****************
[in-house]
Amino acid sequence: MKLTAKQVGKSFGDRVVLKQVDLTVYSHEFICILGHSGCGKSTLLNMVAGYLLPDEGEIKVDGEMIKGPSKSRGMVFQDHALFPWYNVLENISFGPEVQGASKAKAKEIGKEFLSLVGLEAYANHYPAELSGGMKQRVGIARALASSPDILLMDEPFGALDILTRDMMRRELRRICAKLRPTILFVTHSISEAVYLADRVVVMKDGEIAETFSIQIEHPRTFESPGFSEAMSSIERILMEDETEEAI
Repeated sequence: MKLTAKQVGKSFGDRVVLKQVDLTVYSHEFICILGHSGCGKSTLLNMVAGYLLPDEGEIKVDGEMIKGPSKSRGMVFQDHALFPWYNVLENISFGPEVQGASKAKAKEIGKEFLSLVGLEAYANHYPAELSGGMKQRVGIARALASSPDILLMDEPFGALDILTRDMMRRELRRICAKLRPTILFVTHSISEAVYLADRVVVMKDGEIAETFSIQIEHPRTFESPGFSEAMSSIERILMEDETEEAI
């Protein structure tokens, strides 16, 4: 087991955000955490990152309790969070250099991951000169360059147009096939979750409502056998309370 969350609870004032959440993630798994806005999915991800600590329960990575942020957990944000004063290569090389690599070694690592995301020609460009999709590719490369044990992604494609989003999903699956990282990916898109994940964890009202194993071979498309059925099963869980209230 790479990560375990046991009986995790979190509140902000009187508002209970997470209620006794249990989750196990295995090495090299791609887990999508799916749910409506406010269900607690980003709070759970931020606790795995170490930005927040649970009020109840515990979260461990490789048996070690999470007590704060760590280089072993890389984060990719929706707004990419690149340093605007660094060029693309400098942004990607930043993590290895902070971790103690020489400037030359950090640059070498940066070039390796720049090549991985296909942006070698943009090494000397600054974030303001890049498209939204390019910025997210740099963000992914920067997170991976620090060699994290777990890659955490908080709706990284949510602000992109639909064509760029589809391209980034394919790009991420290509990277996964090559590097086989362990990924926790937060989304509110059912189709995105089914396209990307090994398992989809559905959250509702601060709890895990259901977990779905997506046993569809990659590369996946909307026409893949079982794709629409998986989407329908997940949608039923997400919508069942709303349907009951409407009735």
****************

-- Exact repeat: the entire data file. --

[in-house]
Amino acid sequence: MKLTAKQVGKSFGDRVVLKQVDLTVYSHEFICILGHSGCGKSTLLNMVAGYLLPDEGEIKVDGEMIKGPSKSRGMVFQDHALFPWYNVLENISFGPEVQGASKAKAKEIGKEFLSLVGLEAYANHYPAELSGGMKQRVGIARALASSPDILLMDEPFGALDILTRDMMRRELRRICAKLRPTILFVTHSISEAVYLADRVVVMKDGEIAETFSIQIEHPRTFESPGFSEAMSSIERILMEDETEEAI
Repeated sequence: MKLTAKQVGKSFGDRVVLKQVDLTVYSHEFICILGHSGCGKSTLLNMVAGYLLPDEGEIKVDGEMIKGPSKSRGMVFQDHALFPWYNVLENISFGPEVQGASKAKAKEIGKEFLSLVGLEAYANHYPAELSGGMKQRVGIARALASSPDILLMDEPFGALDILTRDMMRRELRRICAKLRPTILFVTHSISEAVYLADRVVVMKDGEIAETFSIQIEHPRTFESPGFSEAMSSIERILMEDETEEAI
């Protein structure tokens, strides 16, 4: 087991955000955490990152309790969070250099991951000169360059147009096939979750409502056998309370 969350609870004032959440993630798994806005999915991800600590329960990575942020957990944000004063290569090389690599070694690592995301020609460009999709590719490369044990992604494609989003999903699956990282990916898109994940964890009202194993071979498309059925099963869980209230 790479990560375990046991009986995790979190509140902000009187508002209970997470209620006794249990989750196990295995090495090299791609887990999508799916749910409506406010269900607690980003709070759970931020606790795995170490930005927040649970009020109840515990979260461990490789048996070690999470007590704060760590280089072993890389984060990719929706707004990419690149340093605007660094060029693309400098942004990607930043993590290895902070971790103690020489400037030359950090640059070498940066070039390796720049090549991985296909942006070698943009090494000397600054974030303001890049498209939204390019910025997210740099963000992914920067997170991976620090060699994290777990890659955490908080709706990284949510602000992109639909064509760029589809391209980034394919790009991420290509990277996964090559590097086989362990990924926790937060989304509110059912189709995105089914396209990307090994398992989809559905959250509702601060709890895990259901977990779905997506046993569809990659590369996946909307026409893949079982794709629409998986989407329908997940949608039923997400919508069942709303349907009951409407009735």